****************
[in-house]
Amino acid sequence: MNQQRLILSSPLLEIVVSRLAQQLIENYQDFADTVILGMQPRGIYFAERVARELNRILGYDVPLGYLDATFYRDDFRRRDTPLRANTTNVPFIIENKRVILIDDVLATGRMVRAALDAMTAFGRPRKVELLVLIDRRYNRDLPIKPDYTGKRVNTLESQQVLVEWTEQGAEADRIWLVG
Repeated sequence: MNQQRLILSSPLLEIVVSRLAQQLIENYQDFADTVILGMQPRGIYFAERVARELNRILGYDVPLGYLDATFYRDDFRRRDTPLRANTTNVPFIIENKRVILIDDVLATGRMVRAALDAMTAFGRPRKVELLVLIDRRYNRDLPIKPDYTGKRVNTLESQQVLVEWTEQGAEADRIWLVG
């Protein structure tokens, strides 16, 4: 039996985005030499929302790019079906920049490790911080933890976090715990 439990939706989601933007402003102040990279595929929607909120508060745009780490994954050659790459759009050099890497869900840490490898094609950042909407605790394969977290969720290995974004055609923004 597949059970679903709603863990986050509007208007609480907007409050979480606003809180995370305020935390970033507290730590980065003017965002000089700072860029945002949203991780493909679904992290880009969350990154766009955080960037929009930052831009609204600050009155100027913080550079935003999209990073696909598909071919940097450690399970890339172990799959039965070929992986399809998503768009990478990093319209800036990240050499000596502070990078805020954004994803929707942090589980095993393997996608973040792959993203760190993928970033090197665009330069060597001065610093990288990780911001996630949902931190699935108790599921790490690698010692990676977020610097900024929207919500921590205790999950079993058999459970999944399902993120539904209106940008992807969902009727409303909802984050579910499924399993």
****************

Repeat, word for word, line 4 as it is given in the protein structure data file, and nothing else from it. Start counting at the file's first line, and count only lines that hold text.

């Protein structure tokens, strides 16, 4: 039996985005030499929302790019079906920049490790911080933890976090715990 439990939706989601933007402003102040990279595929929607909120508060745009780490994954050659790459759009050099890497869900840490490898094609950042909407605790394969977290969720290995974004055609923004 597949059970679903709603863990986050509007208007609480907007409050979480606003809180995370305020935390970033507290730590980065003017965002000089700072860029945002949203991780493909679904992290880009969350990154766009955080960037929009930052831009609204600050009155100027913080550079935003999209990073696909598909071919940097450690399970890339172990799959039965070929992986399809998503768009990478990093319209800036990240050499000596502070990078805020954004994803929707942090589980095993393997996608973040792959993203760190993928970033090197665009330069060597001065610093990288990780911001996630949902931190699935108790599921790490690698010692990676977020610097900024929207919500921590205790999950079993058999459970999944399902993120539904209106940008992807969902009727409303909802984050579910499924399993």